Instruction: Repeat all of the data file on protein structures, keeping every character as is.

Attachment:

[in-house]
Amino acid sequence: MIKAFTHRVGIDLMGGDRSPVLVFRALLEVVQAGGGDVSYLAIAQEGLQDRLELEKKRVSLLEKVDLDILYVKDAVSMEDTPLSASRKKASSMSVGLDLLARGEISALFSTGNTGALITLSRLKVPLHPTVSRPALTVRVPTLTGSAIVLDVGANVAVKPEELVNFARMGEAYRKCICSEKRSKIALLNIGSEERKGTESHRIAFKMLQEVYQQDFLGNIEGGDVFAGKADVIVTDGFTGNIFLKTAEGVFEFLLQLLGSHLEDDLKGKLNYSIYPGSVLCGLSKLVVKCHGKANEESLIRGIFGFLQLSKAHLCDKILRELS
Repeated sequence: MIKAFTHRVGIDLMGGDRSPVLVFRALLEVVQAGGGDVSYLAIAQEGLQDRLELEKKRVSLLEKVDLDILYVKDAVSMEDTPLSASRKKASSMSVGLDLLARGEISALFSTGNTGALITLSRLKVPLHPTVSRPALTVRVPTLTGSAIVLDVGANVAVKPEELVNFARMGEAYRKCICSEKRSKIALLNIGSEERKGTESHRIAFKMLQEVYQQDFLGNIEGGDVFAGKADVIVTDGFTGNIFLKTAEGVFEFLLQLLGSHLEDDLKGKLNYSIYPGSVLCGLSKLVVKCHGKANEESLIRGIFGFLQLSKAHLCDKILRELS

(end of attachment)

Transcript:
[in-house]
Amino acid sequence: MIKAFTHRVGIDLMGGDRSPVLVFRALLEVVQAGGGDVSYLAIAQEGLQDRLELEKKRVSLLEKVDLDILYVKDAVSMEDTPLSASRKKASSMSVGLDLLARGEISALFSTGNTGALITLSRLKVPLHPTVSRPALTVRVPTLTGSAIVLDVGANVAVKPEELVNFARMGEAYRKCICSEKRSKIALLNIGSEERKGTESHRIAFKMLQEVYQQDFLGNIEGGDVFAGKADVIVTDGFTGNIFLKTAEGVFEFLLQLLGSHLEDDLKGKLNYSIYPGSVLCGLSKLVVKCHGKANEESLIRGIFGFLQLSKAHLCDKILRELS
Repeated sequence: MIKAFTHRVGIDLMGGDRSPVLVFRALLEVVQAGGGDVSYLAIAQEGLQDRLELEKKRVSLLEKVDLDILYVKDAVSMEDTPLSASRKKASSMSVGLDLLARGEISALFSTGNTGALITLSRLKVPLHPTVSRPALTVRVPTLTGSAIVLDVGANVAVKPEELVNFARMGEAYRKCICSEKRSKIALLNIGSEERKGTESHRIAFKMLQEVYQQDFLGNIEGGDVFAGKADVIVTDGFTGNIFLKTAEGVFEFLLQLLGSHLEDDLKGKLNYSIYPGSVLCGLSKLVVKCHGKANEESLIRGIFGFLQLSKAHLCDKILRELS